A woman in my family is a rape survivor.
August is Women’s month in South Africa with the 9th being the anniversary of the Women’s March to the Union Buildings in Pretoria, protesting the proposed pass laws which would effectively rent families apart.
The month is now dedicated to women in a country plagued by gender-based violence, and where the rate of femicide is probably among the highest in the world. With a constitution designed to protect the rights of all people, particularly the most vulnerable.
Before I continue
I wrote this post and what follows a year ago. The facts are correct and, sadly, and again, femicide in this country remains a pandemic of its own. Just in the last few days, we have heard about the body of a woman was found on a trash heep in Cape Town (which symbolism doesn’t bear thinking about) and the bodies of five women have been found in sugar cane plantations in the last five months, sparking fears of a serial killer; a young woman has come forward telling of her ordeal. Perhaps at the hands of the same monster.
On September 3rd last year, I said
The events of the last ten days are of a country of mysoginists and malevolent patriarchs. Five young women have been murdered and raped, either at the hands of strangers or of people they knew and had known intimately. A girl-child of six was kidnapped (instead of her brother); returned unharmed.
Nothing has changed. I also shared these staggering figures:
3915 women and children were murdered last year
That’s an average 10 women and children murdered every single day of 2018.
Every. Single. Day.
— Karyn Maughan (@karynmaughan) September 2, 2019
I went on to write specifically about the case of Uyinene Mrwetyana that felt close to home: she went to school in my old home town and would have stayed just down the road from my childhood home; one of her parents works at my alma mater. The post office in which the she was raped and killed, is the post office I regularly used at one point, when I lived in Cape Town. I now discover that her parents, and her childhood home is in the same East London suburb where my parents built a house in 1969.
No “typical” victim
There is no “typical” profile of the potential victim. Our family member was not young, nubile, nor living an “out-there” life, in clubs, shopping and socialising. In fact, she is quite the opposite: a grey haired woman then approaching retirement age and who never wears makeup and only ever wears sensible shoes. Her social life is defined by the church, U3A and the work she does with a group of special needs Girl Guides. She lives alone with her dog in one of Cape Town’s leafy suburbs. This last didn’t bother us because far be it from either of us to rob her of her independence. What did worry us was the fact that she rarely used the garage: anyone could see when she was (not) at home. We said so.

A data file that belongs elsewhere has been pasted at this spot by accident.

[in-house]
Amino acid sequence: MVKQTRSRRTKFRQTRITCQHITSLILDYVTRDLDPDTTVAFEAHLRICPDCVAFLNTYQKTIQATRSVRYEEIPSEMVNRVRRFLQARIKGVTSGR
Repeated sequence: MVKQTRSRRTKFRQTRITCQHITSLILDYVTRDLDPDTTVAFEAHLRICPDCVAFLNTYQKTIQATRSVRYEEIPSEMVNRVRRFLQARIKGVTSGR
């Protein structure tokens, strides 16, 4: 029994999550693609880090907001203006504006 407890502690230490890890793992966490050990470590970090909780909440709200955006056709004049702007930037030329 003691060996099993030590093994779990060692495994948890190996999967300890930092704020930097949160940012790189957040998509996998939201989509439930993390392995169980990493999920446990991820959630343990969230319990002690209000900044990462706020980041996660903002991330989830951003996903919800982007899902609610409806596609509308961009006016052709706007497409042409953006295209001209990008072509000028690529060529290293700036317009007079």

One Thursday evening, she came home from one or other of her doings and thought it odd that Dog did not greet her. The perpetrator had managed to open in a rear bathroom window, drugged the dog, and was waiting.
I have not been raped, but I and her brother lived the hell with her as she told and re-told and re-told the ordeal. In soul-shattering detail. It left us broken with her. I remember her brother saying, how ashamed to he was, of being a man.
I understand the anger. I also understand the wave of fear that continues to grip this country’s women and the knee jerk reaction asking for the reinstatement of the death penalty. I recall my anger, wishing that the perpetrator would be caught and that yes, that he should die.
He has never been caught. For all we know, he may still be watching. Still raping women. As with Uyinene’s killer, this man acted with intent.
I have always, and instinctively been opposed to the death penalty. This forced me to reflect: why did I want this man dead? Would it punish him, or would I feel a sense of vengeance and vindication if he were to be killed?
What Uyinene’s family has done
Violence begets violence and there is much research in the public domain that attests to this. Capital punishment is, by definition, violent. I do, however, have to wonder whether, in the case of certain criminals, death is not too kind. Uyinene’s killer is in jail and will be for a long, long time.
I listened to Uyinene’s mum talk on the radio this morning, the first anniversary of her daughter’s death. Her voice still cracking with grief. While there’s that, there is how they have set out to celebrate her short life by setting up a foundation addressing social justice and particularly gender-based violence. They say, “Uyinene was known to be inquisitive, forthright and vocal about the various social ills which plague our society – including patriarchal oppression and issues of gender-based violence.”
How ironic. The way she died. How appropriate, the Foundation’s mission:
to empower young people to stand against violence
To have such grace in the face of such pain.
My heart goes out to the families of women and girls who have no choice but to know this scourge.
I bleed for those self-respecting men who continue to hang their heads in shame.
I, like so many women, now think twice if I am somehow alone with a strange man; it was not always so. I remain with South Africa’s women who are still asking #AmInext?
Until next time, be well
The Sandbag House
McGregor, South Africa
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